Character Development with Tarot

I tried to do this without a script and realized I missed a few things. So this is my third attempt at this podcast, with a script in hand and no interruptions. Let’s see if I can do this in one take, shall we?

Hey, Nanowrimoers and welcome to Season two, Episode 3a of the Dark Mystic Quill podcast.. I am your host, L.A. Jacob.

I was up at five this morning and got my word count in by six-thirty. The story I’m writing is about a Latino band singer who is trying to make it into the big time. I don’t plan on publishing this story because I would have appropriated the Latino culture, which I am not a part of, nor am I deeply familiar with it. In short, I don’t want to insult anyone.

When I started, I only had the line, “She’s a band singer.” I had the first line, “Lena didn’t usually answer the phone if she didn’t know the number, but she was bored.” It’s supposed to be a mystery, but it’s moving so slowly right now because I’m stopping to describe everything in detail to get the word count up.

But this podcast is not about what I’m doing, it’s how to  help you with what you’re doing. 

Because I write character-driven books, I have a habit of throwing in characters to get plot moving. Maybe you do the same. If you do, then I have a magical tarot card layout for you. You won’t find this in my book, “Real Magic For Writers” – you’ll find it only here on the podcast. 

First, you need a tarot deck, or even an oracle deck if you don’t have a tarot deck. the difference between an oracle deck and a tarot deck is usually the number of cards, and the oracle deck usually has a theme around it. For example, I have multiple oracle decks that I use to supplement the tarot readings.

Next, you need a character. If you’re like me, you have a name and not much else. I look up names first using the Social Security website for baby names in different states. In this case, I’m looking up names in Puerto Rico.

Shuffle the deck concentrating on your character. Ask the cards, “What should I know about this character?” You will chose four cards.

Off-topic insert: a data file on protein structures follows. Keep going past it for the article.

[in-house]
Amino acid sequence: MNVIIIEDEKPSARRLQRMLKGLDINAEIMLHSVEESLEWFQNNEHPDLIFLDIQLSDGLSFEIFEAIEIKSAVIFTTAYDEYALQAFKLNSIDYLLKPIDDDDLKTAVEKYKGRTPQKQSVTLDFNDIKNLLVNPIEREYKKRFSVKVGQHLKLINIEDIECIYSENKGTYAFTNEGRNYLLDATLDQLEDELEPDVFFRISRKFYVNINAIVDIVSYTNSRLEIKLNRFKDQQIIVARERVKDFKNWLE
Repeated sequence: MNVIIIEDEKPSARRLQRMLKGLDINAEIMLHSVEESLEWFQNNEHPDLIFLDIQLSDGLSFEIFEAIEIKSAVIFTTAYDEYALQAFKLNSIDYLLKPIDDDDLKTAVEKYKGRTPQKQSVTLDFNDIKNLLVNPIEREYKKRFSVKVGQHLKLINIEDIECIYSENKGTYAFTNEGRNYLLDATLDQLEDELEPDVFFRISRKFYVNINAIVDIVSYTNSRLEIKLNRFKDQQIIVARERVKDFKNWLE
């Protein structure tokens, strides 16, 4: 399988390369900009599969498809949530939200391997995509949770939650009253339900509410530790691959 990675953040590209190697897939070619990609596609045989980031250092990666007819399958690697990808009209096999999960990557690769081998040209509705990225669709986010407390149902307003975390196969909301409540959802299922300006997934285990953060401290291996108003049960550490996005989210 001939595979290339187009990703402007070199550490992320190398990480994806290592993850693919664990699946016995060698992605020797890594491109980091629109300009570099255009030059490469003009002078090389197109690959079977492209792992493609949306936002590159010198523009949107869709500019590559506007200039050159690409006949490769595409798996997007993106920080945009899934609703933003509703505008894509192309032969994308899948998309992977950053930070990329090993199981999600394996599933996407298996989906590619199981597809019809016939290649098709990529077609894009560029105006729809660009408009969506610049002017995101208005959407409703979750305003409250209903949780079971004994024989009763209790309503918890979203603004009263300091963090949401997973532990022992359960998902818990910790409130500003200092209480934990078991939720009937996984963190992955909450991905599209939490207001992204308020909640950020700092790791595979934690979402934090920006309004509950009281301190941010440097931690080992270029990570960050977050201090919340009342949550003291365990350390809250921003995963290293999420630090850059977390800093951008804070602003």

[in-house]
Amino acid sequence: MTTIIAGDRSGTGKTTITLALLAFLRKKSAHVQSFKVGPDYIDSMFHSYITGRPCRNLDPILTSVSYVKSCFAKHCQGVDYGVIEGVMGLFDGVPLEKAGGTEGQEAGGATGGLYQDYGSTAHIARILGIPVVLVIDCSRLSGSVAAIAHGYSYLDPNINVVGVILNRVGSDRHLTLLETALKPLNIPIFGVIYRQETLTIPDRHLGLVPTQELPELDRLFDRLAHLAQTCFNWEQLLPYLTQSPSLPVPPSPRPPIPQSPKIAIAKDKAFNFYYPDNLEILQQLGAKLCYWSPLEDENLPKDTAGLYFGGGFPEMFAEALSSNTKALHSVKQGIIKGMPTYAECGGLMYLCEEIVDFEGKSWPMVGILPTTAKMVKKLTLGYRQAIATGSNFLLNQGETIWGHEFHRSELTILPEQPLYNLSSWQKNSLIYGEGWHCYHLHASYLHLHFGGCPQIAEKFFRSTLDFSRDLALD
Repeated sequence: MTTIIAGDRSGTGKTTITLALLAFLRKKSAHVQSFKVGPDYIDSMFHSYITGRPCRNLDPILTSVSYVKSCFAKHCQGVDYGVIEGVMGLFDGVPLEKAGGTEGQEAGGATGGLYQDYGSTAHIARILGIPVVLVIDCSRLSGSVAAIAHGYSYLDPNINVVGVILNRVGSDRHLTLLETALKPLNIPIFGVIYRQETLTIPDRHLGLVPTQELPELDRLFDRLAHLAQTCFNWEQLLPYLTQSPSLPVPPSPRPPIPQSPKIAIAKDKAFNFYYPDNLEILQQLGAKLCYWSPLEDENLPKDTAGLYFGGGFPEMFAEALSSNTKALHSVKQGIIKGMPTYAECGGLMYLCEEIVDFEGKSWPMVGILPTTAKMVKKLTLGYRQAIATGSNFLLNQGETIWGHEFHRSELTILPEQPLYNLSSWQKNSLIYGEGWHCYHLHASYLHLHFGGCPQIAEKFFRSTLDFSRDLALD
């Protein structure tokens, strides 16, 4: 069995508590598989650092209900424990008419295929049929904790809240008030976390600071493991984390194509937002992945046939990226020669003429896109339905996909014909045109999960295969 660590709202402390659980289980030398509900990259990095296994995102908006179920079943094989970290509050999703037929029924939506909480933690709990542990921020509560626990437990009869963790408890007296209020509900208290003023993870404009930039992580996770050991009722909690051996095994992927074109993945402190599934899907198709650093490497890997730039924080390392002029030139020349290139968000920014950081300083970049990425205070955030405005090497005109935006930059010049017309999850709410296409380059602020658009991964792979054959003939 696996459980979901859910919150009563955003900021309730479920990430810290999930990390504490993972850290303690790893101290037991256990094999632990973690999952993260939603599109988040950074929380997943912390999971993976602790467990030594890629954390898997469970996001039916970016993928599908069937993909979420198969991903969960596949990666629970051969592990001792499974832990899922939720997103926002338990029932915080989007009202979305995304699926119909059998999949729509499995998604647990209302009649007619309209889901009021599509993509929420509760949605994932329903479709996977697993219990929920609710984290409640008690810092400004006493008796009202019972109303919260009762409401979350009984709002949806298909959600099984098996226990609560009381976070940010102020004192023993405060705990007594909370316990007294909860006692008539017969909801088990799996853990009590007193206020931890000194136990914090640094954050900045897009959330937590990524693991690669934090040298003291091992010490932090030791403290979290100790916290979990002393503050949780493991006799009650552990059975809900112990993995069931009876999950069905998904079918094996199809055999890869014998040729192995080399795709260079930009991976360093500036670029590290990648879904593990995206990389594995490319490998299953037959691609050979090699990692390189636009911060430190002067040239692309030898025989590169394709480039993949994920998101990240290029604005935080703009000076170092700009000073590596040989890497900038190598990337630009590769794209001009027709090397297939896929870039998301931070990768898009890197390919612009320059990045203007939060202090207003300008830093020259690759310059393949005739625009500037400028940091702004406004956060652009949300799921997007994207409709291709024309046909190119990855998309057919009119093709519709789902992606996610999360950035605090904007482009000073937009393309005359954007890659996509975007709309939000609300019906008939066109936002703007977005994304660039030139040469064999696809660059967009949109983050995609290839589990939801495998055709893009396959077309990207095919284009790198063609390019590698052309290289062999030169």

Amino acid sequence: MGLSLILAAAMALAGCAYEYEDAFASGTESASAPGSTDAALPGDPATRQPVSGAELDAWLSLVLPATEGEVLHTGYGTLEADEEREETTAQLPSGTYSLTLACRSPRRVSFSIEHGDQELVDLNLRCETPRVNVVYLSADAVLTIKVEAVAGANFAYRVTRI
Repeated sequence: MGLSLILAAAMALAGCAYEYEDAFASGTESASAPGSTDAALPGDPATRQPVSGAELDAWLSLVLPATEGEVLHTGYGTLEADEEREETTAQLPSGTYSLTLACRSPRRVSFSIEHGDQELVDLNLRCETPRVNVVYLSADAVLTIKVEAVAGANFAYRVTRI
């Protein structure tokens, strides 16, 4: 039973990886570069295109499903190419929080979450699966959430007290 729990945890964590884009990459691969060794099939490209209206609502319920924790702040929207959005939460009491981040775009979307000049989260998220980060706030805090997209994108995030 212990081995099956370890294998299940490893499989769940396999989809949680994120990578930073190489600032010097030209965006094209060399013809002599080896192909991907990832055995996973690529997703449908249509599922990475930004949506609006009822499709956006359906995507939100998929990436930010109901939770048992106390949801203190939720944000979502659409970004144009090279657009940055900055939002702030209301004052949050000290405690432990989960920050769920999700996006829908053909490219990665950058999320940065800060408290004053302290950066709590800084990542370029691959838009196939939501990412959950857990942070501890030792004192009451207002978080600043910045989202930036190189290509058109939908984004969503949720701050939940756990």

Deal the first card. This is a “visual” of your character. this could be what your character looks like, or a discerning physical feature. I’ll give you an example I just did this morning. 

Jean is the percussionist in the band, and he’s a friend of Luis, the main character’s ex-boyfriend. Jean has suddenly appeared at a club that the main character, Lena, is going to. What is Jean like?

The visual card I chose was the Ace of Pentacles. Someone who is pentacles is usually dark. So I gave him dark hair and dark eyes. then the muse suggested, “Why don’t you make him Dominican?” So now he has darker skin as well.

The second card is the character’s strength. The one I chose here was the Ace of Cups. He’s a loving, caring person with a big heart. That made me wonder, does he like Lena?

The third card you pick is the character’s weakness. In this, I chose The Fool. Jean is a sweet person, but he’s naive. He probably does like Lena, but doesn’t have the courage yet to ask her out. 

The last card is the character’s relationship to the main character, and in this case it was the Knight of Cups. Her new lover! That will be toward the end of the book because right now Lena has to deal with work, her ex, probably her family, the band, and someone who’s going to kill her.

Hopefully that helps you with character development. Next week I’ll be in a virtual write-in sponsored by Paper Angel Press. You can join me and some of the other authors and editors from Paper Angel Press, like J Dark, Nancy Wood, Steven Radecki and Laureen Hudson. The website is, all one word. I’ll be there on Friday night, Saturday afternoon, and Sunday morning and afternoon. You can log in and talk to me or other authors and editors. We’ll be more than happy to answer any questions you might have about publishing, editing, writing or even just to chat. Come join us!

That’ll do it for now, and I hope you have a productive week with NaNoWriMo. Stay tuned for an update next week.